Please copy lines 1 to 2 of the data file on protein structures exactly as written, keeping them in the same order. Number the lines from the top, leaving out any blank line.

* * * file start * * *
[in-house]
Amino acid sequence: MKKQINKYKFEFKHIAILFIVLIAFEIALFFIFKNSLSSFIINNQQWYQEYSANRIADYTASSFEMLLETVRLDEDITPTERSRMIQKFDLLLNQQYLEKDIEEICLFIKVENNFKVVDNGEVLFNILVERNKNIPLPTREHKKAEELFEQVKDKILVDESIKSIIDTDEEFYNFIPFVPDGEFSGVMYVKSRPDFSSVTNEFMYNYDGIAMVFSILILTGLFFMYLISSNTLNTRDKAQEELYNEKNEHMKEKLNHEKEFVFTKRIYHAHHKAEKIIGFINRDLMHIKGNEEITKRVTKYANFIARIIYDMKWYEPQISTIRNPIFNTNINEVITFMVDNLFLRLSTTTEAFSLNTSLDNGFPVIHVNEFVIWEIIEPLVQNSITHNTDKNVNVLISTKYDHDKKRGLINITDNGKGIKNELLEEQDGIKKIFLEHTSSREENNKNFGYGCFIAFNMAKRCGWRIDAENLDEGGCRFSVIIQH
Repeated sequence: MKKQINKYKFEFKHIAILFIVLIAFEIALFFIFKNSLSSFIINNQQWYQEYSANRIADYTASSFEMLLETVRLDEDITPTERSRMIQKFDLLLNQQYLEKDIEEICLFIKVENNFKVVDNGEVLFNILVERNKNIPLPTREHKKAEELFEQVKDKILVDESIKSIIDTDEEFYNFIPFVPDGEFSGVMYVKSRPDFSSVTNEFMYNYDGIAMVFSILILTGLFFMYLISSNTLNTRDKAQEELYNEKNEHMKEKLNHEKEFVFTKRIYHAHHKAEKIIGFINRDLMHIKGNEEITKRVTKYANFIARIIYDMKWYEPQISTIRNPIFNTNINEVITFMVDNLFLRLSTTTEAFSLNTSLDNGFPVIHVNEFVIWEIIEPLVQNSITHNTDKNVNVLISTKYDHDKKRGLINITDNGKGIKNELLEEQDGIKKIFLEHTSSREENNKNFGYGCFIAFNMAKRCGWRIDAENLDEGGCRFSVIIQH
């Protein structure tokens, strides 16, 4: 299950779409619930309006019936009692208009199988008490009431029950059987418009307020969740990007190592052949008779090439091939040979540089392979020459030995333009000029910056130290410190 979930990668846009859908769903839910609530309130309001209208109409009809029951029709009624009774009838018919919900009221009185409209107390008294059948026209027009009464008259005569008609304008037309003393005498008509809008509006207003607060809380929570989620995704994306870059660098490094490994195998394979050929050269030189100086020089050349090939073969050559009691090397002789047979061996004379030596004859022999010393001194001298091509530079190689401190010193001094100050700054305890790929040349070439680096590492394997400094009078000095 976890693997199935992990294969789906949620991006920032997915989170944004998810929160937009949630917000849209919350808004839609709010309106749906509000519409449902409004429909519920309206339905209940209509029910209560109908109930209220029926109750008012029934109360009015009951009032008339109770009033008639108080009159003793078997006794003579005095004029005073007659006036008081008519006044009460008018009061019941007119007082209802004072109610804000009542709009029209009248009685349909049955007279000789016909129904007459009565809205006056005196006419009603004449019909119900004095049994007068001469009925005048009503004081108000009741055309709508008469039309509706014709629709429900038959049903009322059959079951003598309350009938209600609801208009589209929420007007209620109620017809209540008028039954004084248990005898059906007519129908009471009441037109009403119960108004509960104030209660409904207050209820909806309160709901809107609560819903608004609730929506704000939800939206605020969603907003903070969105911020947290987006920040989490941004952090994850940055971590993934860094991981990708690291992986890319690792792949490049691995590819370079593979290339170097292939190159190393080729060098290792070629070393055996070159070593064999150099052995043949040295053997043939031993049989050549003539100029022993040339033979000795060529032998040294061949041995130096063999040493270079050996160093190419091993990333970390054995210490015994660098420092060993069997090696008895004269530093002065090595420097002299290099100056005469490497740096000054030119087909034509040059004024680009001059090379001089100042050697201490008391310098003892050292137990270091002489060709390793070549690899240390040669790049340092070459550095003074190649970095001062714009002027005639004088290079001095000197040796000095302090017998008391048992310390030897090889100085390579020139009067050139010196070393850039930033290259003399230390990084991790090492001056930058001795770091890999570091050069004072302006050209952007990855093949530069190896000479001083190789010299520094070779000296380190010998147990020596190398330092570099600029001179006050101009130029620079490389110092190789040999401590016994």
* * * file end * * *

[in-house]
Amino acid sequence: MKKQINKYKFEFKHIAILFIVLIAFEIALFFIFKNSLSSFIINNQQWYQEYSANRIADYTASSFEMLLETVRLDEDITPTERSRMIQKFDLLLNQQYLEKDIEEICLFIKVENNFKVVDNGEVLFNILVERNKNIPLPTREHKKAEELFEQVKDKILVDESIKSIIDTDEEFYNFIPFVPDGEFSGVMYVKSRPDFSSVTNEFMYNYDGIAMVFSILILTGLFFMYLISSNTLNTRDKAQEELYNEKNEHMKEKLNHEKEFVFTKRIYHAHHKAEKIIGFINRDLMHIKGNEEITKRVTKYANFIARIIYDMKWYEPQISTIRNPIFNTNINEVITFMVDNLFLRLSTTTEAFSLNTSLDNGFPVIHVNEFVIWEIIEPLVQNSITHNTDKNVNVLISTKYDHDKKRGLINITDNGKGIKNELLEEQDGIKKIFLEHTSSREENNKNFGYGCFIAFNMAKRCGWRIDAENLDEGGCRFSVIIQH